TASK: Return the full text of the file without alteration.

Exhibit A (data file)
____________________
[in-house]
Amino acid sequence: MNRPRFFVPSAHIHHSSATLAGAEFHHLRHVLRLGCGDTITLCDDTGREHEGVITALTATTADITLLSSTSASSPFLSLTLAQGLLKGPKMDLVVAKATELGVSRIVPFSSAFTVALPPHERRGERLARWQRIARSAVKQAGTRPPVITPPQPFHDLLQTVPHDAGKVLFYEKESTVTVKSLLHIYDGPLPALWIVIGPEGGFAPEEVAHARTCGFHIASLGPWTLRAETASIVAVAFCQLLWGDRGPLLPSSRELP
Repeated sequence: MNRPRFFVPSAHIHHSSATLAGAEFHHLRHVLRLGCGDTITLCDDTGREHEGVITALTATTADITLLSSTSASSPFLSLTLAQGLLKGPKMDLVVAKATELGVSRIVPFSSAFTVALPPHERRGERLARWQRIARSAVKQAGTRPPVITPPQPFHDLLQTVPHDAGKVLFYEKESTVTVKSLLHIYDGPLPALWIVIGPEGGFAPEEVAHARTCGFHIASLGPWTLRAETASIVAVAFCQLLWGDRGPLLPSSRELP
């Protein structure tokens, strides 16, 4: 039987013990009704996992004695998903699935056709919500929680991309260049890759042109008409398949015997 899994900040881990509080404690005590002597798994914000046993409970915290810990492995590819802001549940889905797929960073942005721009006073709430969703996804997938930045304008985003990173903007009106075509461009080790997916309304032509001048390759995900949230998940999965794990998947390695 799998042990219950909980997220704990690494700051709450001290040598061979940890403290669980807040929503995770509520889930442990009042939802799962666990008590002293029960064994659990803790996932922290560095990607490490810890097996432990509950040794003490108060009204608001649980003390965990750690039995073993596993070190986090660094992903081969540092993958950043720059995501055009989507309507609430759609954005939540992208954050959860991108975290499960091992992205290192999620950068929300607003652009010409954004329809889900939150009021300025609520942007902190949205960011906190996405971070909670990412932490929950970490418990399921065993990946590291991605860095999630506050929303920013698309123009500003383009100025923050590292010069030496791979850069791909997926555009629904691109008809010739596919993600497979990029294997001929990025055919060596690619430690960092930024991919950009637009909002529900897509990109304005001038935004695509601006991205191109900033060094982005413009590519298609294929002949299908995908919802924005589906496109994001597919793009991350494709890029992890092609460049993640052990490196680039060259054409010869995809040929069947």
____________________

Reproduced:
[in-house]
Amino acid sequence: MNRPRFFVPSAHIHHSSATLAGAEFHHLRHVLRLGCGDTITLCDDTGREHEGVITALTATTADITLLSSTSASSPFLSLTLAQGLLKGPKMDLVVAKATELGVSRIVPFSSAFTVALPPHERRGERLARWQRIARSAVKQAGTRPPVITPPQPFHDLLQTVPHDAGKVLFYEKESTVTVKSLLHIYDGPLPALWIVIGPEGGFAPEEVAHARTCGFHIASLGPWTLRAETASIVAVAFCQLLWGDRGPLLPSSRELP
Repeated sequence: MNRPRFFVPSAHIHHSSATLAGAEFHHLRHVLRLGCGDTITLCDDTGREHEGVITALTATTADITLLSSTSASSPFLSLTLAQGLLKGPKMDLVVAKATELGVSRIVPFSSAFTVALPPHERRGERLARWQRIARSAVKQAGTRPPVITPPQPFHDLLQTVPHDAGKVLFYEKESTVTVKSLLHIYDGPLPALWIVIGPEGGFAPEEVAHARTCGFHIASLGPWTLRAETASIVAVAFCQLLWGDRGPLLPSSRELP
């Protein structure tokens, strides 16, 4: 039987013990009704996992004695998903699935056709919500929680991309260049890759042109008409398949015997 899994900040881990509080404690005590002597798994914000046993409970915290810990492995590819802001549940889905797929960073942005721009006073709430969703996804997938930045304008985003990173903007009106075509461009080790997916309304032509001048390759995900949230998940999965794990998947390695 799998042990219950909980997220704990690494700051709450001290040598061979940890403290669980807040929503995770509520889930442990009042939802799962666990008590002293029960064994659990803790996932922290560095990607490490810890097996432990509950040794003490108060009204608001649980003390965990750690039995073993596993070190986090660094992903081969540092993958950043720059995501055009989507309507609430759609954005939540992208954050959860991108975290499960091992992205290192999620950068929300607003652009010409954004329809889900939150009021300025609520942007902190949205960011906190996405971070909670990412932490929950970490418990399921065993990946590291991605860095999630506050929303920013698309123009500003383009100025923050590292010069030496791979850069791909997926555009629904691109008809010739596919993600497979990029294997001929990025055919060596690619430690960092930024991919950009637009909002529900897509990109304005001038935004695509601006991205191109900033060094982005413009590519298609294929002949299908995908919802924005589906496109994001597919793009991350494709890029992890092609460049993640052990490196680039060259054409010869995809040929069947």